A batch of heroin believed to have killed eight people in Western Massachusetts over the past week might have been exceptionally deadly because of its purity, according to Springfield police.
Investigators in that city, where 9,000 bags of the heroin were seized and one of the deaths occurred, do not believe the drugs had been laced with fentanyl, a powerful painkiller linked to hundreds of opioid deaths in the state, said police Sergeant John Delaney.
Instead, Springfield police believe that the purity of the product, which its distributors stamped with a “Hollywood” logo, might have killed its victims, Delaney said. Four fatalities in Chicopee and three in Holyoke also have been linked to the batch.
“When people buy it and use it, they don’t take into account it could be higher purity,” said Patrolman Michael Wilk, the Chicopee police spokesman.
A possible link between the deaths and “Hollywood”-stamped heroin was underscored Saturday night when Springfield police seized the 9,000 bags and confiscated $20,000 in cash.
Four people from the region — one each from Springfield, Holyoke, Chicopee, and North Adams — were arrested in that case on heroin trafficking, possession, and distribution charges. Most of the heroin was discovered stashed in a fake automobile bumper.
State Police are analyzing the seized heroin, and state investigators have not ruled out that the opioid is tainted.
“We are still awaiting tests from our lab to determine the composition of the heroin. It is possible it could be cut with a high level of fentanyl, or that the apparent increased toxicity is caused by some other factor. We will have a better idea when testing is done,” said David Procopio, spokesman for the State Police.
The hardest-hit city was Chicopee, where four fatal overdoses occurred between last Wednesday and Monday. Wilk, the police spokesman, said authorities could not recall a similar large cluster of opioid deaths in Chicopee, a city of 56,000 people about 5 miles north of Springfield.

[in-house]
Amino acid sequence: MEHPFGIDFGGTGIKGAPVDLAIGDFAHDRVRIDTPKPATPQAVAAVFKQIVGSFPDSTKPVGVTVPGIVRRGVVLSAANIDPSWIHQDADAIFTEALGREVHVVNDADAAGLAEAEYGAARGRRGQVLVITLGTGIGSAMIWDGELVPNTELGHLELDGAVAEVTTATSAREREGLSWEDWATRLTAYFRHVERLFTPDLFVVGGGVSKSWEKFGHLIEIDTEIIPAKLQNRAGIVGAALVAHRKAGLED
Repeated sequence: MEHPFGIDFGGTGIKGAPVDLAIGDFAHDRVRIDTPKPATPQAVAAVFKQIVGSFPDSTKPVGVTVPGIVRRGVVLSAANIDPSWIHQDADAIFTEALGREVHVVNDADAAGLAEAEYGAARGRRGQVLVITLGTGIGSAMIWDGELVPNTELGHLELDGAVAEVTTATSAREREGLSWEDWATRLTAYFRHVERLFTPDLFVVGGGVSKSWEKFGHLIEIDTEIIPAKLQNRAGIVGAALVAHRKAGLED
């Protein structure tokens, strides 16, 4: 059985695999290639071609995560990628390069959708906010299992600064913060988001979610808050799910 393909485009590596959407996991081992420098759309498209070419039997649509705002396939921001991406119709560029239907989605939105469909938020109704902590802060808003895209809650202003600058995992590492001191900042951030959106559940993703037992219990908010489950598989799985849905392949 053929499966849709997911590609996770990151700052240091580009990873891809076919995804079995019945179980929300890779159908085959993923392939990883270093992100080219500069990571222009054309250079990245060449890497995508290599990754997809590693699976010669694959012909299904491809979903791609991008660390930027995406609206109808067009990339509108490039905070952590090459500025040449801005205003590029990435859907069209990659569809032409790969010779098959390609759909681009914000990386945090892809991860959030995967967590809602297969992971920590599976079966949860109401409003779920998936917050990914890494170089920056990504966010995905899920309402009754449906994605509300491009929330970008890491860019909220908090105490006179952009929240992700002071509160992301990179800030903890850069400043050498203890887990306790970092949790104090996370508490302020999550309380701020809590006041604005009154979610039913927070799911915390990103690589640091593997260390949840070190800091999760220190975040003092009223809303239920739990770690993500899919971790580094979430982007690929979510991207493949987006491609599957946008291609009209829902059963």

“It could be that where this was a brand-new batch . . . it could have been too fresh and too new for word to have gone around” about its lethal potency, Wilk said. “It’s horrible.”
The Hollywood logo was discovered on packaging discovered in two of the Chicopee deaths, Wilk said. “As soon as we knew this was happening, we put it on our Facebook account,” he added.
Delaney, the Springfield sergeant, said the Hollywood heroin most likely made its way to the region from New York City, where a distributor is stamping it with the logo as a marketing tool to separate the drug from competitors.
Its potency could be one way to build a base of new customers in the area who are attracted by its strength, Delaney said. But with enhanced potency — particularly in the recent batch — comes increased danger.
That danger can be compounded during quick, imprecise preparation that often marks the retail heroin trade.
“This is done in somebody’s kitchen or back room, and they might not be knowledgeable and oftentimes make mistakes because they don’t cut it enough,” Delaney said. “Anything over 98 percent pure will stop the heart of a veteran drug addict.”
No overdose deaths have occurred in Springfield since the weekend drug bust, Delaney said, and Chicopee police said their recent warnings on social media appear to have made a difference.
“As far as we know, we did not have any more ODs or deaths, which is a good sign, after the public became more aware of how dangerous this was,” Wilk said.
The Springfield arrests will not eliminate heroin from the area, Delaney said, because “other suppliers are picking up the slack.”
The four suspects charged in the Saturday drug bust are not cooperating with authorities, the sergeant said. But as word of the danger circulates, he said, more addicts probably will dilute their heroin so that one potentially deadly dose becomes two or three nonfatal hits.
“They won’t run away from it. They’ll want to cut it themselves,” Delaney said. “Heroin is not going to go away because we got those bags off the street.”